6 American Journal of Orthodontics and Dentofacial Orthopedics Volume 132, Number 3 Mullen et al 351 and the 3D images; the average difference between those measurements was.27 mm. This difference was within the range of operator errors ( mm) and was not statistically significant (P.5). Quimby et al 17 tested the accuracy, reproducibility, efficacy, and effectiveness of measurements made on 5 computerbased models and found that those measurements appeared to be generally as accurate and reliable as those from plaster models. Motohashi and Kuroda 9 compared a 3D computer-aided design system with digital calipers to measure teeth and found no significant difference between the 2 methods at a level of 1%. Their method to scan the dental model with a laser and a computer was similar to that used by the company to fabricate the emodel. Kojima et al 1 evaluated a method for scanning dental casts into digital images using lasers and a camera; they found a measurement of.3 mm from a point on a premolar to a point on the contralateral premolar. Schirmer and Wiltshire 11 examined the difference between manual and computeraided space analysis. They measured MD widths of teeth using a Vernier gauge and found it to be highly accurate between 2 examiners. To take digital measurements, they photocopied the models and digitized them. They found significant differences between manual and digital measurements. The average discrepancies in arch length were 4.7 mm in the maxilla and 3.1 mm in the mandible. These differences were greater than, but similar to, our findings. Schirmer and Wiltshire 11 also found the digitized measurements to be smaller than the manual measurements. They attributed this to the difficulty of measuring a 3D model in 2 dimensions, because of the convex structure of the teeth, the curve of Spee, and differences in inclinations of the teeth. In our study, the intraoperator errors for the plaster casts were 1.4 mm in the mandibular arch and.93 mm in the maxillary arch. These values were within the ranges described in previous studies The difference in the repeated measurements with emodel software was slightly larger than the difference between the plaster models. The difference between the 2 emodel measurements might be partly attributed to the change in software from version 6. (T1) to version 7. (T2). The technique for making the measurements was similar for both versions, but even a small change could produce the difference seen in our study. This difference in the measurements between the digital calipers and the emodel software could be attributed to several factors. One was the difficulty of finding the greatest MD width of the teeth with the emodel software. The user can rotate the cast on the screen to accurately assess the points chosen as the greatest diameter, but this process is still difficult. The resolution of the emodels is high, but it is difficult to choose the exact contact point between 2 teeth. In some cases, the interproximal area between the teeth is not well defined enough for certainty that the greatest MD diameter is being measured. An example of this can be seen in the interproximal area between the canine and the incisor in Figure 2. In other cases, the interproximal areas are well defined and easy to see, but it can still be difficult to get a measurement at the tangent perpendicular to the greatest diameter. This is illustrated in the incisor area of Figure 2. When estimating the contact areas, the operator will tend to underestimate the measurement, leading to a discrepancy of about 1.5 mm less tooth structure per arch. The difference of 1.5 mm could be clinically insignificant, because, according to Proffit, 15 a tooth-size difference of less than 1.5 mm is not considered significant. For the machined ball bearings, which had no contact with each other, the measurements on emodel software were an average of.54 mm greater than those on the plaster models. This can be attributed to the difficulty of finding the point with the greatest diameter. When measuring something without contact with adjacent objects, the operator will tend to draw a tangent a little larger than the object, making the measurements a little larger on the emodels than on the plaster models. CONCLUSIONS The accuracy of a space analysis such as the Bolton ratio was found to be similar with either the emodels or the plaster models. The difference between the Bolton ratio calculations was statistically insignificant. The difference between the arch length calculations was statistically significant but within the range of error found in this and other studies, and was considered clinically insignificant. The times taken to make the measurements and the calculations were statistically and clinically significant; the emodel software was an average of 65 seconds faster. Emodel software for measuring a patient s dentition and calculating the Bolton ratio is just as accurate and faster than using digital calipers with plaster models. A clinician who has switched to emodel software can be confident in his or her diagnoses using it. REFERENCES 1. Black GV. Descriptive anatomy of the human teeth. Philadelphia: S. S. White Dental Manufacturing; 192.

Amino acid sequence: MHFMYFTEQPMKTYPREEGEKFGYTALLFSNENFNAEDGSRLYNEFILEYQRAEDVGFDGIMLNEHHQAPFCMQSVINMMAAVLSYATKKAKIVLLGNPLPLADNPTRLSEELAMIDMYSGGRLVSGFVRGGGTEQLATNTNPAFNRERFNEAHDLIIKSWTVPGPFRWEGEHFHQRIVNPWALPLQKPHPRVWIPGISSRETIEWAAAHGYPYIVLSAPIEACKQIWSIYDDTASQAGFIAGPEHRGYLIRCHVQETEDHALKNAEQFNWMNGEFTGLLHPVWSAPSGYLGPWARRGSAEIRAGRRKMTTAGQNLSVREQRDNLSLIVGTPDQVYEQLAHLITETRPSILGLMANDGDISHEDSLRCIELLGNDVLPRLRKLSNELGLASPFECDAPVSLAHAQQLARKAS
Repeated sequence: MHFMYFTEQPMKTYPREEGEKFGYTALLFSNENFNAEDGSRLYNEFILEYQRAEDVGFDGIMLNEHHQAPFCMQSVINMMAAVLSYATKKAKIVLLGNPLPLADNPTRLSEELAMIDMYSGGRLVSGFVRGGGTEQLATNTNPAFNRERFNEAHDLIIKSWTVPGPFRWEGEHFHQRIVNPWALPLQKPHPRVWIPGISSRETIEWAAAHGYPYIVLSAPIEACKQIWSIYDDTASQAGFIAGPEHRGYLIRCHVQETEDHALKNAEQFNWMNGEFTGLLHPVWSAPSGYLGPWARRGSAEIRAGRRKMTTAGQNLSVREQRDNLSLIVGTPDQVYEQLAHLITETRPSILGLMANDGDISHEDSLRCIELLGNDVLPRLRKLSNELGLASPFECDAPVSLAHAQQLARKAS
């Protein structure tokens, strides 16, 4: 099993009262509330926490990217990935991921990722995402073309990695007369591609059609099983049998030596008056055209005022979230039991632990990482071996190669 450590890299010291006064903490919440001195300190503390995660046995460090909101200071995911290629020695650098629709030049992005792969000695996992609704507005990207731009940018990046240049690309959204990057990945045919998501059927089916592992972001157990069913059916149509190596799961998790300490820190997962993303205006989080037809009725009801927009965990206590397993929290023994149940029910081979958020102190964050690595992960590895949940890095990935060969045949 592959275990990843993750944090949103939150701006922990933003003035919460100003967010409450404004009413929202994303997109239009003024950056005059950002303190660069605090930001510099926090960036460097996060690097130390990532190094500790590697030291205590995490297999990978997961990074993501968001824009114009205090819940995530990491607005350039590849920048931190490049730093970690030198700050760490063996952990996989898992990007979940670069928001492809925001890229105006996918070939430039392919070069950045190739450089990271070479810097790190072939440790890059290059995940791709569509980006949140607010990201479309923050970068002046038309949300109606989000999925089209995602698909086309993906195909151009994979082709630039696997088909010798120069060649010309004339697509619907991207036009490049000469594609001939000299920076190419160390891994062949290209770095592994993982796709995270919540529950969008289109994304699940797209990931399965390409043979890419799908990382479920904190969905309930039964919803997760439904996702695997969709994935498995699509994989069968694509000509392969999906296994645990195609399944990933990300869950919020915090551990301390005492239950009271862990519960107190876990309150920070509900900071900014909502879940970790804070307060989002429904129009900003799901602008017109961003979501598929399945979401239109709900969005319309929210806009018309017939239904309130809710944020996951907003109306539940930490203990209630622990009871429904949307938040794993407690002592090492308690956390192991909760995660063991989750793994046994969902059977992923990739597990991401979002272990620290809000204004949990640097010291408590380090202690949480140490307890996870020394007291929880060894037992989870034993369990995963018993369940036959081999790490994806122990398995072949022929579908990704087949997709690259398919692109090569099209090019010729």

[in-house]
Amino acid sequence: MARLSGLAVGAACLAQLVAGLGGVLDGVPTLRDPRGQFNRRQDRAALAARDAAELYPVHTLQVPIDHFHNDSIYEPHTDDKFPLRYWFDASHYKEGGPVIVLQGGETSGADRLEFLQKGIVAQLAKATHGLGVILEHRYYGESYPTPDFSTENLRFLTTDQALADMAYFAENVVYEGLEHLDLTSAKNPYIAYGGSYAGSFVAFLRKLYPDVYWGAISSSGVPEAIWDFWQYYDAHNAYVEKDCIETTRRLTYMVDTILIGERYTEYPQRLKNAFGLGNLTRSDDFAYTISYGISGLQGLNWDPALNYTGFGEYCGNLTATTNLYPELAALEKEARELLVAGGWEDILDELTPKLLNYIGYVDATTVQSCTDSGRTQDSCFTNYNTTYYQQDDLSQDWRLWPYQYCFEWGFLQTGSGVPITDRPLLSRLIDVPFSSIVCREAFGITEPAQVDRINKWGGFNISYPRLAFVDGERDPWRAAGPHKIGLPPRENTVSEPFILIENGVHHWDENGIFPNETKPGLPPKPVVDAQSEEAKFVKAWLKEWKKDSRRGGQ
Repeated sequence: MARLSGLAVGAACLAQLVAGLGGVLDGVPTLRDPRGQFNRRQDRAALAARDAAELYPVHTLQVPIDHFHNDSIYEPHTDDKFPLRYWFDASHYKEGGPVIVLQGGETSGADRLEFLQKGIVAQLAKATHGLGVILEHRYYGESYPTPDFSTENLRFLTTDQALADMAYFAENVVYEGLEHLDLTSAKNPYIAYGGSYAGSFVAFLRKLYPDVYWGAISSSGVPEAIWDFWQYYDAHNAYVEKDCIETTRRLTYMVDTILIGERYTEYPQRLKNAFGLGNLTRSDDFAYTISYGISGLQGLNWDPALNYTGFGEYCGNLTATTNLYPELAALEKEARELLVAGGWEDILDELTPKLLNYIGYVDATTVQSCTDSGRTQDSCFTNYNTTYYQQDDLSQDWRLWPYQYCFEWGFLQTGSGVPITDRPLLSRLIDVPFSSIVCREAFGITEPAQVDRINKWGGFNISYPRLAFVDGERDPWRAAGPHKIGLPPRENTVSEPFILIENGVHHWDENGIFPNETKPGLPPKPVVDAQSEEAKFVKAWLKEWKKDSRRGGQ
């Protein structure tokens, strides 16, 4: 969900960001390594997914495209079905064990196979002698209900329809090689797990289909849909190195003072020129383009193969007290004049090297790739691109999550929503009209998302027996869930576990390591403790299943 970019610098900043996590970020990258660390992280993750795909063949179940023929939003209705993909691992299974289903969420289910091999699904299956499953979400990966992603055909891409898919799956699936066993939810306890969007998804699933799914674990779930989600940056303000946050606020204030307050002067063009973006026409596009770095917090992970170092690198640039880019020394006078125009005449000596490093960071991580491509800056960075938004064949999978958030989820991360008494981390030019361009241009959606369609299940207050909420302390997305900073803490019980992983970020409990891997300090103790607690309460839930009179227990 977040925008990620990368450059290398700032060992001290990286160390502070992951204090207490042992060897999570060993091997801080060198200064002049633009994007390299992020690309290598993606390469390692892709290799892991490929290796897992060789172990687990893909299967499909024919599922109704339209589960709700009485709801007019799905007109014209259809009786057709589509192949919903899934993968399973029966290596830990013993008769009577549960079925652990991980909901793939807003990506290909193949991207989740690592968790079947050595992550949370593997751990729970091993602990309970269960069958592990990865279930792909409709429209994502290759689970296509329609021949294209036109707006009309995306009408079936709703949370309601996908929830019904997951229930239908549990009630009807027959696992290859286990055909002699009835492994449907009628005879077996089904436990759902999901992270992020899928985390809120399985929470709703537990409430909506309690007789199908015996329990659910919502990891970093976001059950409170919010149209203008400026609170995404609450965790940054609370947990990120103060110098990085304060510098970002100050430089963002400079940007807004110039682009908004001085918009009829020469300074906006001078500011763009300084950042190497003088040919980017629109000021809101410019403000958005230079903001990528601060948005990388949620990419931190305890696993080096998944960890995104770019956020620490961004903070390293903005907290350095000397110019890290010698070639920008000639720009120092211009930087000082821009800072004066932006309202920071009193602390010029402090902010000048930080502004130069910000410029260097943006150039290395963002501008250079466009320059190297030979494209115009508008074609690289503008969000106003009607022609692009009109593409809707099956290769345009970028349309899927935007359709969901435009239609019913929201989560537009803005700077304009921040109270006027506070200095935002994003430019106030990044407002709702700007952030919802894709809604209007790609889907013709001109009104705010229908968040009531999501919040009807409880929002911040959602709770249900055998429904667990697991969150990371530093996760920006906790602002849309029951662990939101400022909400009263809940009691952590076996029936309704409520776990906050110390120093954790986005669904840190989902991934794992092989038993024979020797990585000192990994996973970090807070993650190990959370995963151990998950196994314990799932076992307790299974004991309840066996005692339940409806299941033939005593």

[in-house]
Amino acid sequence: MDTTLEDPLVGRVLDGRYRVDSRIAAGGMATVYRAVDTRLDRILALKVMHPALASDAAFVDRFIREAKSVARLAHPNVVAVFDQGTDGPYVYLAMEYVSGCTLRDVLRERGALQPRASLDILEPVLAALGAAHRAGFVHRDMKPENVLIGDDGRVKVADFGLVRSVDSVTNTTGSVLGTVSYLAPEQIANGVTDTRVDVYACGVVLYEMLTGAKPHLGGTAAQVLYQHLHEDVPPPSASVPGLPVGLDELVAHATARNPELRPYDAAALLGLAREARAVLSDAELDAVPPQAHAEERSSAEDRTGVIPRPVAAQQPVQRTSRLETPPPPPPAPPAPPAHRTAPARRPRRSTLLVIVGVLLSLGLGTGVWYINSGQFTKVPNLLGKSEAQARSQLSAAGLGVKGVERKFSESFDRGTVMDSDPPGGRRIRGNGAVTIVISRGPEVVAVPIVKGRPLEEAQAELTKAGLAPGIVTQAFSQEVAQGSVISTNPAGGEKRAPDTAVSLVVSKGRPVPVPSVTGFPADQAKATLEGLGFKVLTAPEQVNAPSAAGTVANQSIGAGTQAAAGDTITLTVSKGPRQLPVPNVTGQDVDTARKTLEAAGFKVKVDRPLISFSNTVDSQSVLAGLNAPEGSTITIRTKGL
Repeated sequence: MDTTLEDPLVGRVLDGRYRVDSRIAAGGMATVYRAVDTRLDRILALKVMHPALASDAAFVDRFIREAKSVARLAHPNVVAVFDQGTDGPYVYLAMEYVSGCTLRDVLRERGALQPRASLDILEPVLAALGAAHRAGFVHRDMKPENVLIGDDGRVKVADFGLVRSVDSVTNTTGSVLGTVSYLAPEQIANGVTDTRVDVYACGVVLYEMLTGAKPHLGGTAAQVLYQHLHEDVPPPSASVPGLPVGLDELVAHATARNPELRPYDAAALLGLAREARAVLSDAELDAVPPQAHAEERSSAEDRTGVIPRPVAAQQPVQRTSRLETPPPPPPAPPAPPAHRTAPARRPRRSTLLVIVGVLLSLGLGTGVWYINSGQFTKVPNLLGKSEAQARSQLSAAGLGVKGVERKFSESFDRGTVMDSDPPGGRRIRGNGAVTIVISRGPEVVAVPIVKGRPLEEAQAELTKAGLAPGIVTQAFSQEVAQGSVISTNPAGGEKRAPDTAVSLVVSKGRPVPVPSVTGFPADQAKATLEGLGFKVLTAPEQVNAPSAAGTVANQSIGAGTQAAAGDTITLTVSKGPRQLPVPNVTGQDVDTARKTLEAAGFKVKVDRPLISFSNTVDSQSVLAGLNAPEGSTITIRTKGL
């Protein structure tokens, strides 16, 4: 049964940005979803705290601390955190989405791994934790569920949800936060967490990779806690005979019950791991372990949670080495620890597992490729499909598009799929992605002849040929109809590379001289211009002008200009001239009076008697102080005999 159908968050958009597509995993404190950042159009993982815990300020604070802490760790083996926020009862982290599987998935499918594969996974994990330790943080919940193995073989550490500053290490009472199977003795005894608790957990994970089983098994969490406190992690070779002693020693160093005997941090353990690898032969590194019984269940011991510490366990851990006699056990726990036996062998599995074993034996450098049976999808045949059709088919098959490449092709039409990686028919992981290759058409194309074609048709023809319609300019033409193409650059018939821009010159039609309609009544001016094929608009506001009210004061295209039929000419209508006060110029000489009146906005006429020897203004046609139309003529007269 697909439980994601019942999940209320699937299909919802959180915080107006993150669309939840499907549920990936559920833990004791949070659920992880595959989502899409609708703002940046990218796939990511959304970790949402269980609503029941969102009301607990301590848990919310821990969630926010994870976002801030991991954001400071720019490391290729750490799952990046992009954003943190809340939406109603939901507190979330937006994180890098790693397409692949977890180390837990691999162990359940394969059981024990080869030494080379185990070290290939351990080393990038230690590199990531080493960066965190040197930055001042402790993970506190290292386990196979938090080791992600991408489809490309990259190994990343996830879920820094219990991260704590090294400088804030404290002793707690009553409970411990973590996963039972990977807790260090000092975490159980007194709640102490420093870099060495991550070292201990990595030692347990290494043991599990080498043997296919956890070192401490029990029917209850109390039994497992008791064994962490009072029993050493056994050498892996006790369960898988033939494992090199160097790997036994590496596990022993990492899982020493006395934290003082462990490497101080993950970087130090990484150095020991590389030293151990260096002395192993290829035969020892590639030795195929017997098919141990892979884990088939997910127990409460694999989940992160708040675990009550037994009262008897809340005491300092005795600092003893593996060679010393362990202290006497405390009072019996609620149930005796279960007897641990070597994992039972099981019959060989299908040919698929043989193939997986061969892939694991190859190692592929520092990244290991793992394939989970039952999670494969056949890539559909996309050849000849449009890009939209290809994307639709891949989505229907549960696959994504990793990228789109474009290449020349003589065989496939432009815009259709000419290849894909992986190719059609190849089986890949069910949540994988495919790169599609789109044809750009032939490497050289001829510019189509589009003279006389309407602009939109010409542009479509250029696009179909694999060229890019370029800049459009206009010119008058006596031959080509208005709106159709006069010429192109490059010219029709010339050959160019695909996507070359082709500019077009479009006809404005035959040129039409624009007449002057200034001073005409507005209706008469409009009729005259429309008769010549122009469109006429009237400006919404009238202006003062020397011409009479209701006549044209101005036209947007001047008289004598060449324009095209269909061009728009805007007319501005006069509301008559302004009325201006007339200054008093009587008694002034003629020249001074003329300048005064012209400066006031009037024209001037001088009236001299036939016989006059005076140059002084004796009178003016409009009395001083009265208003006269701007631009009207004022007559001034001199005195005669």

7 352 Mullen et al American Journal of Orthodontics and Dentofacial Orthopedics September Wheeler RC. A textbook of dental anatomy and physiology. Philadelphia: W. B. Saunders; Neff CW. Tailored occlusion with the anterior coefficient. Am J Orthod 1949;35: Howes AE. Case analysis and treatment planning based upon the relationship of the tooth material to its supporting bone. Am J Orthod Oral Surg 1947;33: Bolton A. Disharmony in tooth size and its relation to the analysis and treatment of malocclusion. Angle Orthod 1958;28: Bell A, Ayoub AF, Siebert P. Assessment of the accuracy of a three-dimensional imaging system for archiving dental study models. J Orthod 23;3: Quimby M, Vig K, Rashid R, Firestone A. The accuracy and reliability of measurements made on computer-based digital models. Angle Orthod 24;74: Shellhart WC, Lange DW, Kluemper GT, Hicks EP, Kaplan AL. Reliability of the Bolton tooth-size analysis when applied to crowded dentitions. Angle Orthod 1995;65: Nie Q, Lin J. Comparison of intermaxillary tooth size discrepancies among different malocclusion groups. Am J Orthod Dentofacial Orthop 1999;116: Tomassetti JJ, Taloumis LJ, Denny JM, Fischer JR Jr. A comparison of 3 computerized Bolton tooth-size analyses with a commonly used method. Angle Orthod 21;71: Motohashi N, Kuroda T. A 3D computer-aided design system applied to diagnosis and treatment planning in orthodontics and orthognathic surgery. Eur J Orthod 1999;21: Kojima T, Sohmura T, Wakabayashi K, Nagano M, Nakamura T, Takashima F, et al. Development of a new high-speed measuring system to analyze the dental cast form. J Dent Mater 1999;18: Schirmer UR, Wiltshire WA. Manual and computer-aided space analysis: a comparative study. Am J Orthod Dentofacial Orthop 1997;112: Richmond S. Recording the dental cast in three dimensions. Am J Orthod Dentofacial Orthop 1987;92: McCann J, Burden DJ. An investigation of tooth size in Northern Irish people with bimaxillary dental protrusion. Eur J Orthod 1996;18: Johal AS, Battagel JM. Dental crowding: a comparison of three methods of assessment. Eur J Orthod 1997;19: Proffit W. Contemporary orthodontics. St Louis: Mosby; 2. p